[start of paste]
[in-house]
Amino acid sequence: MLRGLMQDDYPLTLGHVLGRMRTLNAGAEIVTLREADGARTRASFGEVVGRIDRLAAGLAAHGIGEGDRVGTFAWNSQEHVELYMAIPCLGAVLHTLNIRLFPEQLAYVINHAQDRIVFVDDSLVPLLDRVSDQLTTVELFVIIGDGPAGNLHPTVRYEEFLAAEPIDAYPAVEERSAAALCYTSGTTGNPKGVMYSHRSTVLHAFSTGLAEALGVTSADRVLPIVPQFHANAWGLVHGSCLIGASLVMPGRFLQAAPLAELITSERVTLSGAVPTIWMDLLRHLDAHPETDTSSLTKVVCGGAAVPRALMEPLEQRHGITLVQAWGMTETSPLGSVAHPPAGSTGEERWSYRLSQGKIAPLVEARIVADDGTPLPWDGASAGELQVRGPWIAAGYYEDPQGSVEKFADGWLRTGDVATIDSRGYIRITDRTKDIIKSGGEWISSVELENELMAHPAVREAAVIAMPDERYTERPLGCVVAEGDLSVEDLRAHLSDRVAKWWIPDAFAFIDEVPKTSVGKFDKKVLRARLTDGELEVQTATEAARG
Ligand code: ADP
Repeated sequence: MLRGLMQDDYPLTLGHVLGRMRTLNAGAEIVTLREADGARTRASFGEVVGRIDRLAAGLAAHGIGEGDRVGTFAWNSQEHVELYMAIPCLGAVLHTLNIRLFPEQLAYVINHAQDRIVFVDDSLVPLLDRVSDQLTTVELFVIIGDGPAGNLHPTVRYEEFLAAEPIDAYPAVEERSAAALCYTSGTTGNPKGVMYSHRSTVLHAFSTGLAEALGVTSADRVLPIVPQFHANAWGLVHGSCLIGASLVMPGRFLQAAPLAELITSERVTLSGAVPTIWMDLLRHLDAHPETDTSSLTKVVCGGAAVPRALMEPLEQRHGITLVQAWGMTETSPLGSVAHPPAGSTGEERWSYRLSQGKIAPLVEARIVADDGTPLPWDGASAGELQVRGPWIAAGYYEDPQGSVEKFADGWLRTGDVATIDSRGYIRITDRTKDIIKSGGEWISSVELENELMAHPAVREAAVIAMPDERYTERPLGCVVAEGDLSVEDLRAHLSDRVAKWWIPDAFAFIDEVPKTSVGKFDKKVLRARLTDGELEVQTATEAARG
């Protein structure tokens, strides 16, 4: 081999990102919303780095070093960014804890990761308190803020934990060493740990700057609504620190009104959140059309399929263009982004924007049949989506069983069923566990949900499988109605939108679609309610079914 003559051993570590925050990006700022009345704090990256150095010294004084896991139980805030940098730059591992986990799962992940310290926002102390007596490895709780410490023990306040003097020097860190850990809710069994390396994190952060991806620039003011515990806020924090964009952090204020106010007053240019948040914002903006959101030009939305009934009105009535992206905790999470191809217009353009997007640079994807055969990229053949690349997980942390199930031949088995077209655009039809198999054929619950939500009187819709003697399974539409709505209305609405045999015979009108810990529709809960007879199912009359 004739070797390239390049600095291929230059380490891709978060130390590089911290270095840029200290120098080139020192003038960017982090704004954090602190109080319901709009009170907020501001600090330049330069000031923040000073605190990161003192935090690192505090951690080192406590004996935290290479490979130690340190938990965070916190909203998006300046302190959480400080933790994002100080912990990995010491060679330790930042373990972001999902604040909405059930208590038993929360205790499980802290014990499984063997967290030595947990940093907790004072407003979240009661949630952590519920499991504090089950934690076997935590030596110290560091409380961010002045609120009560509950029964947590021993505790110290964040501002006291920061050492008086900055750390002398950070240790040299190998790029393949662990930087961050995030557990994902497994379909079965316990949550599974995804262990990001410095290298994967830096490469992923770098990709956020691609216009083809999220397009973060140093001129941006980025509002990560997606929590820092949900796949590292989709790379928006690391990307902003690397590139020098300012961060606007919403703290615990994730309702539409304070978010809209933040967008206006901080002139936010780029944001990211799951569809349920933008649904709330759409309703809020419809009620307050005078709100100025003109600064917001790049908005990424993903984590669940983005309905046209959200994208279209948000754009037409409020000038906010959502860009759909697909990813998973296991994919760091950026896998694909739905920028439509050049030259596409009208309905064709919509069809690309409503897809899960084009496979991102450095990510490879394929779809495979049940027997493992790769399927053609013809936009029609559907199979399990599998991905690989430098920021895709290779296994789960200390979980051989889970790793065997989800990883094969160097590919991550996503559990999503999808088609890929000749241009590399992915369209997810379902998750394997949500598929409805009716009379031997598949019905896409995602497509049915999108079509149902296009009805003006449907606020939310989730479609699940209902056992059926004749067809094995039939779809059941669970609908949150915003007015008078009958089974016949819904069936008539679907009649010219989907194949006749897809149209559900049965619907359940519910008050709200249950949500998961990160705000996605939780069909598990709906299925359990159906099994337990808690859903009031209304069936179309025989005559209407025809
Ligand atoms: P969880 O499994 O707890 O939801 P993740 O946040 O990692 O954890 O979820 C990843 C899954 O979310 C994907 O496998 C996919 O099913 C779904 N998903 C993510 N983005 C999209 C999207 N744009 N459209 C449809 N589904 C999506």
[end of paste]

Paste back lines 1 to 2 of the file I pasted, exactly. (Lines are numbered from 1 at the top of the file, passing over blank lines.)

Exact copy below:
[in-house]
Amino acid sequence: MLRGLMQDDYPLTLGHVLGRMRTLNAGAEIVTLREADGARTRASFGEVVGRIDRLAAGLAAHGIGEGDRVGTFAWNSQEHVELYMAIPCLGAVLHTLNIRLFPEQLAYVINHAQDRIVFVDDSLVPLLDRVSDQLTTVELFVIIGDGPAGNLHPTVRYEEFLAAEPIDAYPAVEERSAAALCYTSGTTGNPKGVMYSHRSTVLHAFSTGLAEALGVTSADRVLPIVPQFHANAWGLVHGSCLIGASLVMPGRFLQAAPLAELITSERVTLSGAVPTIWMDLLRHLDAHPETDTSSLTKVVCGGAAVPRALMEPLEQRHGITLVQAWGMTETSPLGSVAHPPAGSTGEERWSYRLSQGKIAPLVEARIVADDGTPLPWDGASAGELQVRGPWIAAGYYEDPQGSVEKFADGWLRTGDVATIDSRGYIRITDRTKDIIKSGGEWISSVELENELMAHPAVREAAVIAMPDERYTERPLGCVVAEGDLSVEDLRAHLSDRVAKWWIPDAFAFIDEVPKTSVGKFDKKVLRARLTDGELEVQTATEAARG